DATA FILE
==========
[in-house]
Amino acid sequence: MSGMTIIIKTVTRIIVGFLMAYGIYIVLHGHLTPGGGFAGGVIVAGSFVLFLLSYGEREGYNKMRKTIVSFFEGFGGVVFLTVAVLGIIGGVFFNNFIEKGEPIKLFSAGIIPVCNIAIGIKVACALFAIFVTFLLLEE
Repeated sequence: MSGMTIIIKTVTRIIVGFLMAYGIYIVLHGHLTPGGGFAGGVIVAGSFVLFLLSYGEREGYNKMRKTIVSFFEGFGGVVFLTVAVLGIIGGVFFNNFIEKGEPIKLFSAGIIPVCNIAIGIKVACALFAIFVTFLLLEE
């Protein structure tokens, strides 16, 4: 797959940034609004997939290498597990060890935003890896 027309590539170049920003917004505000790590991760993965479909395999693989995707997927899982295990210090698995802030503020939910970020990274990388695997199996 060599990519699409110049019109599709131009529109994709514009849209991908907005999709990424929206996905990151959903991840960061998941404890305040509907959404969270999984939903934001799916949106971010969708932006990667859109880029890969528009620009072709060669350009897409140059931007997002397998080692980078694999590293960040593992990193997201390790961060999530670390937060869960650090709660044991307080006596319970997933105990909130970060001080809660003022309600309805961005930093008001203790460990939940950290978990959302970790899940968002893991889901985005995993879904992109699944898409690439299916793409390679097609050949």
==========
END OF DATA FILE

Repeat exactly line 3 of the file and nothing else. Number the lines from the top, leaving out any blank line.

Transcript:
Repeated sequence: MSGMTIIIKTVTRIIVGFLMAYGIYIVLHGHLTPGGGFAGGVIVAGSFVLFLLSYGEREGYNKMRKTIVSFFEGFGGVVFLTVAVLGIIGGVFFNNFIEKGEPIKLFSAGIIPVCNIAIGIKVACALFAIFVTFLLLEE